Because product labeling can be so vague and meaningless, it has become more important than ever to develop a trusting relationship with your local farmer. You should be comfortable asking questions about how your food was raised, managed, fed and the farmer should be equally willing to talk to you and even show you.
While labels have become all but meaningless, the terms on them still provide a starting point for understanding how your food was raised or processed. Egg labels are particularly good at painting a prettier picture than reality.
Often if eggs in the store do not have a label declaring how they were raised (organic, free range, etc) then chances are they came from conventionally raised hens as 91% of eggs come from conventional hens. Conventionally raised hens spend their (short) lives in battery cages where they have less than a square foot of space. Less than a legal sheet of paper. These battery cages are inside of large, windowless barns with up to 100,000 other hens that never get to see sunlight.
The psychological damage of these living conditions leads to feather pecking and cannibalism. To prevent this, the industry has developed a technique called “debeaking”, where a hot knife is used to remove part of the beak. Not only does it cause pain at the time it’s performed, but it can also lead to chronic pain.
Only slightly better than conventional is cage free. And while the term illicites positive images, the reality is far different. Hens still live in large barns with 100,000 of their closest friends (literally, space per hen is still minimal at best). Debeaking is also practiced to prevent cannibalism.
Free range can be defined as a hen that has access to the outdoors, however, it does not require the hen to go outdoors. There is no government standard or third party auditing in place for the free range label.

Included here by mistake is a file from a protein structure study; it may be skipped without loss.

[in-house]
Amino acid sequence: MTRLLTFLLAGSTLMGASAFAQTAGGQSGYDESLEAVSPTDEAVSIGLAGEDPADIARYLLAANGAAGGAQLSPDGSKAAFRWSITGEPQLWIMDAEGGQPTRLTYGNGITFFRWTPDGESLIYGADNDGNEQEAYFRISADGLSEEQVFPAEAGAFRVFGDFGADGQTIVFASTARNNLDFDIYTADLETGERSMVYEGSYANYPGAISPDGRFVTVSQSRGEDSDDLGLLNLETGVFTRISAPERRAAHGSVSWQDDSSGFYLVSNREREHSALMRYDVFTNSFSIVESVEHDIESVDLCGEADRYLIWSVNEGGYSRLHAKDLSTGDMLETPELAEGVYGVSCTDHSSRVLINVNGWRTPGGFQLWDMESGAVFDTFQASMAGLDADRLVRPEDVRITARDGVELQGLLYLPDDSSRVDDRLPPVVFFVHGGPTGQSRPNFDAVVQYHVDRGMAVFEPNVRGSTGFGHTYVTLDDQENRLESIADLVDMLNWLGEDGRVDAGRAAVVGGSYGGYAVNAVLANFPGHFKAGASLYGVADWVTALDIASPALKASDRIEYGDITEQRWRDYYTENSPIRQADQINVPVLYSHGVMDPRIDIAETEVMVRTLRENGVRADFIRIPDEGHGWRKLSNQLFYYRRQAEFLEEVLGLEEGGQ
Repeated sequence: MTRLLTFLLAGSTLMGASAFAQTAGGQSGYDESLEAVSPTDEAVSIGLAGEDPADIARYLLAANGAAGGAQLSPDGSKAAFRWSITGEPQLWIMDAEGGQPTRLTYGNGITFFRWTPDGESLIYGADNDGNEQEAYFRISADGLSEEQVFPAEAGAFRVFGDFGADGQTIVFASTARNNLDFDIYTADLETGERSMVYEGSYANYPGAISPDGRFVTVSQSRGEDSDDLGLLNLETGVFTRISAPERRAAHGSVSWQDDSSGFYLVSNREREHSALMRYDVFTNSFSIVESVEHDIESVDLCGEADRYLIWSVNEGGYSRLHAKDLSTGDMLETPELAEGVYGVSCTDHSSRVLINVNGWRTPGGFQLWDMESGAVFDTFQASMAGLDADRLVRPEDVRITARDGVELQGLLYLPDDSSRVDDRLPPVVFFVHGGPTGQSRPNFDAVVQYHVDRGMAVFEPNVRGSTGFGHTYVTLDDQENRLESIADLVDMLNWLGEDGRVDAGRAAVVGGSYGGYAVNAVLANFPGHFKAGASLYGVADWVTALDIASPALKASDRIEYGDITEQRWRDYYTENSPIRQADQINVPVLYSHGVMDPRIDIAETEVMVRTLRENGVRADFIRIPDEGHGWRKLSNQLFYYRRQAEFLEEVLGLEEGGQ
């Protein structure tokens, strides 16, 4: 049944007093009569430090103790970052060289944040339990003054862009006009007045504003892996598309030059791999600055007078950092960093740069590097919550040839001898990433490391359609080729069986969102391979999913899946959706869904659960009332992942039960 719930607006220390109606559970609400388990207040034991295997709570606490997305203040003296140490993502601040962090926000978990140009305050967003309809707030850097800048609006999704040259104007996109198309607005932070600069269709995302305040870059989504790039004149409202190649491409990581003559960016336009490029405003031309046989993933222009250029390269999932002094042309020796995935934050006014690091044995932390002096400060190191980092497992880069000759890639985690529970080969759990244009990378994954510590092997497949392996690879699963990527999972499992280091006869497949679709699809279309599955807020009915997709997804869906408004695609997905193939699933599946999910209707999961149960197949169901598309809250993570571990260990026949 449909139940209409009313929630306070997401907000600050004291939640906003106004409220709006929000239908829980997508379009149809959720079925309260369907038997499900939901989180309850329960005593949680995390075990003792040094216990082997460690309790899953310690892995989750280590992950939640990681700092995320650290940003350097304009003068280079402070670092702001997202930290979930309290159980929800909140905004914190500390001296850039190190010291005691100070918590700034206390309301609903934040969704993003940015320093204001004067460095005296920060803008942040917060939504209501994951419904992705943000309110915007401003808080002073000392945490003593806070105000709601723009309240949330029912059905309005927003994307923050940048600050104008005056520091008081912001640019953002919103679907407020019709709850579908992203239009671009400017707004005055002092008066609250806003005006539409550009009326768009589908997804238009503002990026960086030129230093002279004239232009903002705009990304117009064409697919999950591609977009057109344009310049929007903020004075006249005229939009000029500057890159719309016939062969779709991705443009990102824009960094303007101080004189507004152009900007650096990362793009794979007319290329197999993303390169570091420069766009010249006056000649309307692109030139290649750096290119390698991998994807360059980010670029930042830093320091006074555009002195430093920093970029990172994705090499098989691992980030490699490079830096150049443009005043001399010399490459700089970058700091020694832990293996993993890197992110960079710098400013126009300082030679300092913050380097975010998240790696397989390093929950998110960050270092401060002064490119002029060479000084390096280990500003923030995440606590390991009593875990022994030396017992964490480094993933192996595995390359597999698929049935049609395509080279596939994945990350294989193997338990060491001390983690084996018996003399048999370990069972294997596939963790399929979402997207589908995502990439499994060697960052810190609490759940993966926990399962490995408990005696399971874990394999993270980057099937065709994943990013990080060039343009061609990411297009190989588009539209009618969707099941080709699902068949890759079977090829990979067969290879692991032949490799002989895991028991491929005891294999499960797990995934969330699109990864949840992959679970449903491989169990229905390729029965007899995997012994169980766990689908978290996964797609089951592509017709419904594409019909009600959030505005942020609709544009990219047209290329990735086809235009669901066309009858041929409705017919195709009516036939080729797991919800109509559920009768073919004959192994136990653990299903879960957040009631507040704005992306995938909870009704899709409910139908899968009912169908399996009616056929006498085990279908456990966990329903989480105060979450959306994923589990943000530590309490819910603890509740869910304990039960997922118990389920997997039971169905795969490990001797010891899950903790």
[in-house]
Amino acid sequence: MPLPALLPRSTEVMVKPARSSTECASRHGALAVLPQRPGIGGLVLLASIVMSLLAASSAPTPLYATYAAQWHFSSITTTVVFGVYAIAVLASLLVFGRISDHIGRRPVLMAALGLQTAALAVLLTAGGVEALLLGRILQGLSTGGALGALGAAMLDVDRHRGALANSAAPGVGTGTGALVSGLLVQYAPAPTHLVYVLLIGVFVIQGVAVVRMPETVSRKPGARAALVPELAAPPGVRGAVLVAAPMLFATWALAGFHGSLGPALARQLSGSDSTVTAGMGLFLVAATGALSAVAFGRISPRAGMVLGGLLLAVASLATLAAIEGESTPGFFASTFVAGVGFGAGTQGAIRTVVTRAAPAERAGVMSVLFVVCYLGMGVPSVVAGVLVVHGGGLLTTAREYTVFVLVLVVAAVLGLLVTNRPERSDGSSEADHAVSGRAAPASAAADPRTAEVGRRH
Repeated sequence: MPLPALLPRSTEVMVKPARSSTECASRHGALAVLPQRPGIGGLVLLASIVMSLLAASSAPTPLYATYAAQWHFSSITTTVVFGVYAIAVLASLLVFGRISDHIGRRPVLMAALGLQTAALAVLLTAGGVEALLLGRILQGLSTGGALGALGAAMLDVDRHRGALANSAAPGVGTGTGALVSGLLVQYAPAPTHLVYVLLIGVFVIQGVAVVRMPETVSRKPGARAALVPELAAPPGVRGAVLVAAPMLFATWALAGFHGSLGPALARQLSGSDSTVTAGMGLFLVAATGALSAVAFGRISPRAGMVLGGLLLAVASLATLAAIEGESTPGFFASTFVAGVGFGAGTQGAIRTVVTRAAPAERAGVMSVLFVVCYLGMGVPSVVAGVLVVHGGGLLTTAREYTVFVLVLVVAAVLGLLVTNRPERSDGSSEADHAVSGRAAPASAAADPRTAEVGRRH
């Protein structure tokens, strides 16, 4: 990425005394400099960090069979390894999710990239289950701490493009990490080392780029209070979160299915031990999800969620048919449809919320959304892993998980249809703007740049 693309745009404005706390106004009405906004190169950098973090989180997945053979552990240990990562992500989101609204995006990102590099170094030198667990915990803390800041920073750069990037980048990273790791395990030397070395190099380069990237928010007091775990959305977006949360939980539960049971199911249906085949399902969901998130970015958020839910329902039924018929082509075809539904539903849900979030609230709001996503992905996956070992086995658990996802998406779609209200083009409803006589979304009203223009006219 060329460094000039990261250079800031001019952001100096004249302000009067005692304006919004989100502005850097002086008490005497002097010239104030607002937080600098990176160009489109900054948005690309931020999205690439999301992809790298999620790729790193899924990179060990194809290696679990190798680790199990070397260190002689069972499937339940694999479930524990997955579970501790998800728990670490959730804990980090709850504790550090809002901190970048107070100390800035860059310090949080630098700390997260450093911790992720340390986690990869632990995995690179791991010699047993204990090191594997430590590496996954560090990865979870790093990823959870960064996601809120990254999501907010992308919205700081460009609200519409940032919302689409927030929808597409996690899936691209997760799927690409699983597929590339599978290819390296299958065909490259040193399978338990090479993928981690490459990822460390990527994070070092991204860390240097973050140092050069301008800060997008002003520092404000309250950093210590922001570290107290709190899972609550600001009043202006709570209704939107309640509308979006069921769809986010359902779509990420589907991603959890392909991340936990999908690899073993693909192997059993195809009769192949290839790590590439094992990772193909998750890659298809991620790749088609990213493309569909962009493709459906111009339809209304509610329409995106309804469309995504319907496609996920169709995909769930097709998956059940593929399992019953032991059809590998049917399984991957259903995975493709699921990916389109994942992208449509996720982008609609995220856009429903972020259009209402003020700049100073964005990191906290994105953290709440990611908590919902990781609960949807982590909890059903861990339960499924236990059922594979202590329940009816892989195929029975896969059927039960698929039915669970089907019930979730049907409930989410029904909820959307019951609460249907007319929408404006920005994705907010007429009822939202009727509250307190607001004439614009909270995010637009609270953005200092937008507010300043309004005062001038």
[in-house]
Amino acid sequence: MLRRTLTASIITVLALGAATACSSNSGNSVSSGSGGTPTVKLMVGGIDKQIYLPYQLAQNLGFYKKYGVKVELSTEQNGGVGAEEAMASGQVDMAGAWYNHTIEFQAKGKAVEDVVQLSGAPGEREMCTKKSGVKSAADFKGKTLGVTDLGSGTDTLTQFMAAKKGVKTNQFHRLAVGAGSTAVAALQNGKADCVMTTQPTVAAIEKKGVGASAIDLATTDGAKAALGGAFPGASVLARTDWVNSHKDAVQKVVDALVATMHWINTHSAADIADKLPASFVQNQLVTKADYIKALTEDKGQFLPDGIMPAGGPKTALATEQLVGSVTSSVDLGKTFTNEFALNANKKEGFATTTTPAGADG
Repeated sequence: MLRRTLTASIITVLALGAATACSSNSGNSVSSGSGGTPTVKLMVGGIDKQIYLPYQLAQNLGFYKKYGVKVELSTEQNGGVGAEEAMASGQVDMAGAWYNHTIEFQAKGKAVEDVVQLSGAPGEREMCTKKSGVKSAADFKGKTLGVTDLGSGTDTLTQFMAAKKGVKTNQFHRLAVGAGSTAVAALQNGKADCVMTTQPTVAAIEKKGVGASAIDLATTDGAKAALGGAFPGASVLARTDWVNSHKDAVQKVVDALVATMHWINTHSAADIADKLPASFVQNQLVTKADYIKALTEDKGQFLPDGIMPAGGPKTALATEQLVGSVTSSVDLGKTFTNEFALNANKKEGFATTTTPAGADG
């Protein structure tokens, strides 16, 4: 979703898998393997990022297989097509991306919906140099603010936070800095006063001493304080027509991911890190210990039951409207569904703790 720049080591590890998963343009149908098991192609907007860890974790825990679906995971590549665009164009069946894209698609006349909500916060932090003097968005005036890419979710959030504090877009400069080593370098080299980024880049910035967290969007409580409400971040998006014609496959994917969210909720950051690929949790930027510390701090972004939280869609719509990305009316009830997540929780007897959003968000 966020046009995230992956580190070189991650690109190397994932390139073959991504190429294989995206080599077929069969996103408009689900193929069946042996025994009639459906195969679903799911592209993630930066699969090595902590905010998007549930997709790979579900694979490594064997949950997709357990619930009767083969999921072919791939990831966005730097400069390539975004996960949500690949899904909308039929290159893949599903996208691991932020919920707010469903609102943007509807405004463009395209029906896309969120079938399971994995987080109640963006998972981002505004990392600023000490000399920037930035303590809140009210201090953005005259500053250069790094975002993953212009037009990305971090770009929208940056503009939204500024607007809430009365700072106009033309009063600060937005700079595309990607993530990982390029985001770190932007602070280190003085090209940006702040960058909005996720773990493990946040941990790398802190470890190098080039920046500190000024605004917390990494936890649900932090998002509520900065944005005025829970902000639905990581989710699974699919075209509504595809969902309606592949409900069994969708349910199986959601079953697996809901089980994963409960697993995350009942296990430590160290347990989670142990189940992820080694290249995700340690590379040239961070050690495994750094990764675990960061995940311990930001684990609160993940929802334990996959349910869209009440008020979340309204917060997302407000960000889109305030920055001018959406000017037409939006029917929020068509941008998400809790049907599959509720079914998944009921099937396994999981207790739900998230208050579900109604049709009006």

Here at Willow Farm we use the term free range to describe how our hens live. However, our hens have a VERY different life. Each day we let them out (they spend the night in the chicken coop, safe from predators) and spend the day running around the barnyard, eating bugs, playing in the dirt and embracing all those natural chicken instincts.
This is why it is important to know your farmer and see how your food was raised. Because a label cannot tell the whole story.
Pastured hens live in moveable hens called chicken tractors or egg mobiles. Both of these house chickens are moved regularly across pastures. In a chicken tractor, chickens stay in all the time and are moved 1-2x a day. Egg mobiles are typically moved less often, but chickens are only penned up at night (predator protection) and are let out during the day with either complete freedom or enclosed with electrified poultry netting.
There are many benefits to this type of system:
I have never understood this labeling tactic. Chickens were designed to be omnivores. While the majority of a chicken’s diet is comprised of grains, when a chicken is allowed to be outdoors they will consume all manner of worms, bugs and insects. Whomever claims that chickens are vegetarians has never seen a flock fight over the unfortunate mouse that dared venture into the coop.
What the label does mean is that hens are fed feed that is free from animal byproducts. Some products are quite harmless and are actually a good source of protein and nutrients.
Not only are chickens consuming all this waste, but they are also consuming any drugs, antibiotics, and hormones that were given to the animals they now consume.
This is why being an informed consumer is so important- not only to understand the food quality you are feeding to your family, but also to understand the quality of life that animal had. Would you rather support egg production of hens in battery cages, or hens allowed to roam about and eat bugs to their heart's content?